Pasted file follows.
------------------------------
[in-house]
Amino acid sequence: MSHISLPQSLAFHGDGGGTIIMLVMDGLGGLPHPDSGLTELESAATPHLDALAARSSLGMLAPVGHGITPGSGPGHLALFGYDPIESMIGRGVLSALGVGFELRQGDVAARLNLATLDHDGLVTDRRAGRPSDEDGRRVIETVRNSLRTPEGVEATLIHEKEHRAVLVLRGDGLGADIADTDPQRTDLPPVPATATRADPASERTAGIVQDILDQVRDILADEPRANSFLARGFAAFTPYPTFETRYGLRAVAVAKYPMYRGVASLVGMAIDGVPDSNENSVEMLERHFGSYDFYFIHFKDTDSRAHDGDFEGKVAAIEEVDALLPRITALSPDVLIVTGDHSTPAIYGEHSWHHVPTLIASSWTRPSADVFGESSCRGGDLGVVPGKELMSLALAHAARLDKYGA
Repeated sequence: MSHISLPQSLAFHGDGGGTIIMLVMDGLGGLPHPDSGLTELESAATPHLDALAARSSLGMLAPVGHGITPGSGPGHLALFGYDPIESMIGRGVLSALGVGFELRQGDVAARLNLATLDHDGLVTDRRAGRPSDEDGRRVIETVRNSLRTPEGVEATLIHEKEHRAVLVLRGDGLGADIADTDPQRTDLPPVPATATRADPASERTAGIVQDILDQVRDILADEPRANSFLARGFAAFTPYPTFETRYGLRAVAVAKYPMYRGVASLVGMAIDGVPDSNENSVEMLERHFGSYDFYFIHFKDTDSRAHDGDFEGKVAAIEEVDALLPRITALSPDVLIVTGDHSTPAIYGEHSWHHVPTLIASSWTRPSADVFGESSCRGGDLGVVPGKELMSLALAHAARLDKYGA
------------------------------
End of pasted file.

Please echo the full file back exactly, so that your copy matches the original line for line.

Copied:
[in-house]
Amino acid sequence: MSHISLPQSLAFHGDGGGTIIMLVMDGLGGLPHPDSGLTELESAATPHLDALAARSSLGMLAPVGHGITPGSGPGHLALFGYDPIESMIGRGVLSALGVGFELRQGDVAARLNLATLDHDGLVTDRRAGRPSDEDGRRVIETVRNSLRTPEGVEATLIHEKEHRAVLVLRGDGLGADIADTDPQRTDLPPVPATATRADPASERTAGIVQDILDQVRDILADEPRANSFLARGFAAFTPYPTFETRYGLRAVAVAKYPMYRGVASLVGMAIDGVPDSNENSVEMLERHFGSYDFYFIHFKDTDSRAHDGDFEGKVAAIEEVDALLPRITALSPDVLIVTGDHSTPAIYGEHSWHHVPTLIASSWTRPSADVFGESSCRGGDLGVVPGKELMSLALAHAARLDKYGA
Repeated sequence: MSHISLPQSLAFHGDGGGTIIMLVMDGLGGLPHPDSGLTELESAATPHLDALAARSSLGMLAPVGHGITPGSGPGHLALFGYDPIESMIGRGVLSALGVGFELRQGDVAARLNLATLDHDGLVTDRRAGRPSDEDGRRVIETVRNSLRTPEGVEATLIHEKEHRAVLVLRGDGLGADIADTDPQRTDLPPVPATATRADPASERTAGIVQDILDQVRDILADEPRANSFLARGFAAFTPYPTFETRYGLRAVAVAKYPMYRGVASLVGMAIDGVPDSNENSVEMLERHFGSYDFYFIHFKDTDSRAHDGDFEGKVAAIEEVDALLPRITALSPDVLIVTGDHSTPAIYGEHSWHHVPTLIASSWTRPSADVFGESSCRGGDLGVVPGKELMSLALAHAARLDKYGA